University of Pennsylvania - Annenberg Public Policy Center

About University of Pennsylvania - Annenberg Public Policy Center

A premier communication policy center, The Annenberg Public Policy Center of the University of Pennsylvania was founded in 1993 and created in 2003. By conducting and disseminating research, staging conferences and hosting policy discussions, its scholars have addressed the role of communication in politics, science, adolescent behavior, child development, health care, suicide prevention, civics, and mental health, among other important areas. The center’s researchers have drafted materials that have helped policy makers, journalists, scholars, constituent groups and the general public better understand the role that media play in their lives and the life of the nation.

APPC’s motto is “Research and Engagement That Matter,” and its work has informed the policy debates around campaign finance, children’s television, internet privacy, tobacco advertising, the tone of discourse in Washington, and disinformation. Scholars at the policy center have offered guidance to journalists covering difficult stories, including terrorist threats, suicide, mental health, the Zika virus, and vaccination hesitancy. The center’s discussions of key public policy issues have brought together industry representatives, advocates, government officials, media platforms, and the scholarly community. Its research has examined what messages work best to reduce the spread of HIV and drug use, how to improve candidate discourse and fact checking, how to best communicate about vaccination, and specific strategies for parents to use to monitor their children’s media exposure. Through Annenberg Classroom and the Civics Renewal Network, which it organized and manages, APPC has developed award-winning materials to help educators and schools do a better job of teaching youth about citizen rights, civic responsibility, democracy and the Constitution.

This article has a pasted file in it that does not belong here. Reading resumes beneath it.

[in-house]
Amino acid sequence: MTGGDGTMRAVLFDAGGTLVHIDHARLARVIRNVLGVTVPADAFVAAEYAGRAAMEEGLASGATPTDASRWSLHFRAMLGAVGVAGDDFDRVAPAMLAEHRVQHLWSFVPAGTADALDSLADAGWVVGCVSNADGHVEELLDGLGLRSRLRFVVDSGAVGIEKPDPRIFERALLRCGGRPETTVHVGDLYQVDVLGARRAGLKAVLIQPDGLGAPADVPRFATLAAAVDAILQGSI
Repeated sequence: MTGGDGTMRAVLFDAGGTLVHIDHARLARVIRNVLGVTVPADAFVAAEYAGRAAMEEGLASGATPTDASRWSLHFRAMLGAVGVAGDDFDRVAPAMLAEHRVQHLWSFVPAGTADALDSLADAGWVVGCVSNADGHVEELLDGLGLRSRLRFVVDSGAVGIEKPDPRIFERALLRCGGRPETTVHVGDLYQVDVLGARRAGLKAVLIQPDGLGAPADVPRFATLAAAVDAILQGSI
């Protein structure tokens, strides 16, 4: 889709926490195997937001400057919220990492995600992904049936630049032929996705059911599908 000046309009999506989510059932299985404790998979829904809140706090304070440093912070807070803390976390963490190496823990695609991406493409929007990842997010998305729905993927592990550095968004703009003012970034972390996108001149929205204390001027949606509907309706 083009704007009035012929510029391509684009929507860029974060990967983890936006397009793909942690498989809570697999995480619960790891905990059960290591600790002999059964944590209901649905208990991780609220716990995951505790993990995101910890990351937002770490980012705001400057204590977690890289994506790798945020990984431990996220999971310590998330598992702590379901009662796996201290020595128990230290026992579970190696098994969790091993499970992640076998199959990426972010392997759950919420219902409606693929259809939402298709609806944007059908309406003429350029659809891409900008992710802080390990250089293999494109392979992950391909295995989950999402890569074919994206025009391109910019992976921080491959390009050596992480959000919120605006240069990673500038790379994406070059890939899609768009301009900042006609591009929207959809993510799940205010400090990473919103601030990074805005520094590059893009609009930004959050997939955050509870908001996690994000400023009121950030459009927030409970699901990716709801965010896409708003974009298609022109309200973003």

Media Coder

May 2017 Philadelphia, PA
“I really enjoyed collecting more data on violent/risky behavior in popular telenovelas and honing my observational skills. ”
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